Not that food shouldn't be enjoyed. It's just that the epicure...there's something not right there; something shameful.

Posted by: ricpic on July 4, 2007 5:18 PM

Yes, yes, ricpic: "Live to eat" or "Eat to live".
In my experience, though, it is not "or", but "and".
When hungry, I break 2 eggs and throw everything edible that happens to be in the fridge into the pan: pieces of kelbasa, boiled-potato leftovers, shallots and red pepper.
And sometimes I think up 5-course dinner with the help of my Belgian and French cookbooks.

No confrontation, see? perfect symbiosis.

Posted by: Tat on July 4, 2007 7:08 PM

"I don't much care who grows my food or where it comes from".

I prefer my pork from China injected with antifreeze, so I can relate to your dismissal of those bothersome regulators. I do admire your pride in not wanting to know what you're feeding your kids.

Sheesh. Really? You don't care where your food comes from,- I presume this means you're ok with 19th century standards in food production in China.

Whateverrr.. I do hope food in US supermarkets gets properly labeled "From China" so the consumer can make their own decision about how much filth and severed human body parts they're willing to accept with their meat products.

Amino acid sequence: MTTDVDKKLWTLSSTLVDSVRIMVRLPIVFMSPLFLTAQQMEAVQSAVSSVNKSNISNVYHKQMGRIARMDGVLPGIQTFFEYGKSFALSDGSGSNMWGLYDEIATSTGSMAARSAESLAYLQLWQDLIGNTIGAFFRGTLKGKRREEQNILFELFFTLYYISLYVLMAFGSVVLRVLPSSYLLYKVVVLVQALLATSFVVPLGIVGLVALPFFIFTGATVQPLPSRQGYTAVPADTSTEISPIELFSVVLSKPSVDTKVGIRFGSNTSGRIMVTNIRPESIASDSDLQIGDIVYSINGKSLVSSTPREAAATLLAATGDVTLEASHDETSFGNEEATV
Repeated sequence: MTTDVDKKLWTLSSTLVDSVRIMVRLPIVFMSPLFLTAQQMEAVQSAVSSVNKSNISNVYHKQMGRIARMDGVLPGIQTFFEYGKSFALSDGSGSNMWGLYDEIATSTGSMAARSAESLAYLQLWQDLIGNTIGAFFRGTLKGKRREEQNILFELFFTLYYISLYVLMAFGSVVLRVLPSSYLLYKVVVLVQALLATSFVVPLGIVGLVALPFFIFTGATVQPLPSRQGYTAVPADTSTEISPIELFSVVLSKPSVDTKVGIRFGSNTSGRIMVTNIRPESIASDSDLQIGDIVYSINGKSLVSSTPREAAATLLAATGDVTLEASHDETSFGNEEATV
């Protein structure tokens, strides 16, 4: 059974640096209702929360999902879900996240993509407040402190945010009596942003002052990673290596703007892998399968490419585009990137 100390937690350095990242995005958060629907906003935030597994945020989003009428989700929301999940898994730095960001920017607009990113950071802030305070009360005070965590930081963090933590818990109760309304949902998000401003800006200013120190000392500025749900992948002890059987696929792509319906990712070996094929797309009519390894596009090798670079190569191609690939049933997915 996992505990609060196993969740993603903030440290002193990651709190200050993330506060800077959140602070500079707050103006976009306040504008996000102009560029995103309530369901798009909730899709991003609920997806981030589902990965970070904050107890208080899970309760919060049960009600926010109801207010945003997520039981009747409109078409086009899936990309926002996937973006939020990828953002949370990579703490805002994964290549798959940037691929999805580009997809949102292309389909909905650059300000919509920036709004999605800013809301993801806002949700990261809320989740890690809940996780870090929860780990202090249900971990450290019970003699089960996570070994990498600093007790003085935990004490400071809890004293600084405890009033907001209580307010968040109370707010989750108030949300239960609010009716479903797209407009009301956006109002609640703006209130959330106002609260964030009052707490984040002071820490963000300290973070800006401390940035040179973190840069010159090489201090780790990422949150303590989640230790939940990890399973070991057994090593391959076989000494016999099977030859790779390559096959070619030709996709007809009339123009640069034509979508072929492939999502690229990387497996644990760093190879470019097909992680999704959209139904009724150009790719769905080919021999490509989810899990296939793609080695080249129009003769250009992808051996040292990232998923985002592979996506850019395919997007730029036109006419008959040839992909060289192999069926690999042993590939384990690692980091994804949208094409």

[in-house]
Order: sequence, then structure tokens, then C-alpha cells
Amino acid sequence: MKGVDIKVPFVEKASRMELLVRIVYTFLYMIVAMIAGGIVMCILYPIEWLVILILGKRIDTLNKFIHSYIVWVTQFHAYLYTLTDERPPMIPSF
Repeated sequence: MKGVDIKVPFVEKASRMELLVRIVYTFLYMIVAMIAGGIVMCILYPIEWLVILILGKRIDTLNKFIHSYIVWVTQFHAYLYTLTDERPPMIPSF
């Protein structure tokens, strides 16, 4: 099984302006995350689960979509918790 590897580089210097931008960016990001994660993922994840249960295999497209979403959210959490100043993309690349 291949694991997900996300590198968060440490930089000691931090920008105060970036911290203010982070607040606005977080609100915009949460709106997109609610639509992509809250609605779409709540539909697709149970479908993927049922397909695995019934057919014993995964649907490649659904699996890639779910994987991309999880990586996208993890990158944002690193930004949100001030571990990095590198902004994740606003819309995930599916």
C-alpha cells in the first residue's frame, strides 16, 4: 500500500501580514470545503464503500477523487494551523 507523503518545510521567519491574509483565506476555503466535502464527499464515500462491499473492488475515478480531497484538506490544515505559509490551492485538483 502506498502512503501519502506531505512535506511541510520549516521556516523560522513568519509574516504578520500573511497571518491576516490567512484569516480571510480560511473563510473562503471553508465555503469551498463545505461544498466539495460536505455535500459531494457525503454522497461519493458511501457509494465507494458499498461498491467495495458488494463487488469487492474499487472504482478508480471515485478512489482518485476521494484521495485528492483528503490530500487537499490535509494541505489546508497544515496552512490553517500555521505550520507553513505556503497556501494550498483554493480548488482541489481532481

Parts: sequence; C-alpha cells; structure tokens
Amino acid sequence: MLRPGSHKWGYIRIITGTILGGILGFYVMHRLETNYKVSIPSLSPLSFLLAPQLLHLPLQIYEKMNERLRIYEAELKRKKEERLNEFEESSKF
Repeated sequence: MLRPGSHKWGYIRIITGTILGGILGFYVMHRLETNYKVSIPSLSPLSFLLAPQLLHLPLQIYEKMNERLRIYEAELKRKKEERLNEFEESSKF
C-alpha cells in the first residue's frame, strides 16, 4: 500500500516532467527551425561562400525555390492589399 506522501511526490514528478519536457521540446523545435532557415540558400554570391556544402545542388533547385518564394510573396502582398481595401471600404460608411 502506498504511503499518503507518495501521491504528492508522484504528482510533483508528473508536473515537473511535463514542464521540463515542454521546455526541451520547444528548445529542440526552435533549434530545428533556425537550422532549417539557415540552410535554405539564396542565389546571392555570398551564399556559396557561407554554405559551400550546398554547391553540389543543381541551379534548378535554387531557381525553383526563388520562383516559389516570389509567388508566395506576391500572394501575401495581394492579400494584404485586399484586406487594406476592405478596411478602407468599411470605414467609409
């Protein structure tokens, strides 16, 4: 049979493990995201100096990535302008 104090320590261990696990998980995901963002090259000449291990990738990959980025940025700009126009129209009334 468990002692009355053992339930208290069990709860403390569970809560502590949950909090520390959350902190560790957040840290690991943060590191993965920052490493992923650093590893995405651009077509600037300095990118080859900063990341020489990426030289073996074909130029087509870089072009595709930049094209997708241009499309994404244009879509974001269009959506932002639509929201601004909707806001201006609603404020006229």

Otherwise, you free trade people against regulating that market without labels can go suck it. WHAT is your point? Let the market decide whether we'll let the Chinese poison our dog, or our toothpaste, or our cold medicine?

"I don't much care who grows my food or where it comes from".
Brilliant.- why have ANY regulation of the US food supply?

Why am I even reading stupid dreck like this? Eat up, buddy. It'll make the Darwinism work faster.

Posted by: Deschanel on July 4, 2007 9:48 PM

The food producing industry in the US is frankly fucked.

The big food producers (Cargill, ADM) have infiltrated the government to subsidize their asses and in the meantime undercut small farmers to the point where it's unprofitable to run a small scale farm. Take note of what is going to occur with the coming ethanol subsidies that are going to even more subsidize corn production.

In the meantime market prices for corn and soybeans have been so distorted that the price of soda (which uses cheap corn syrup) has plummeted, while the price of vegetables and fruit (which aren't subsidized by the gov) have drastically risen.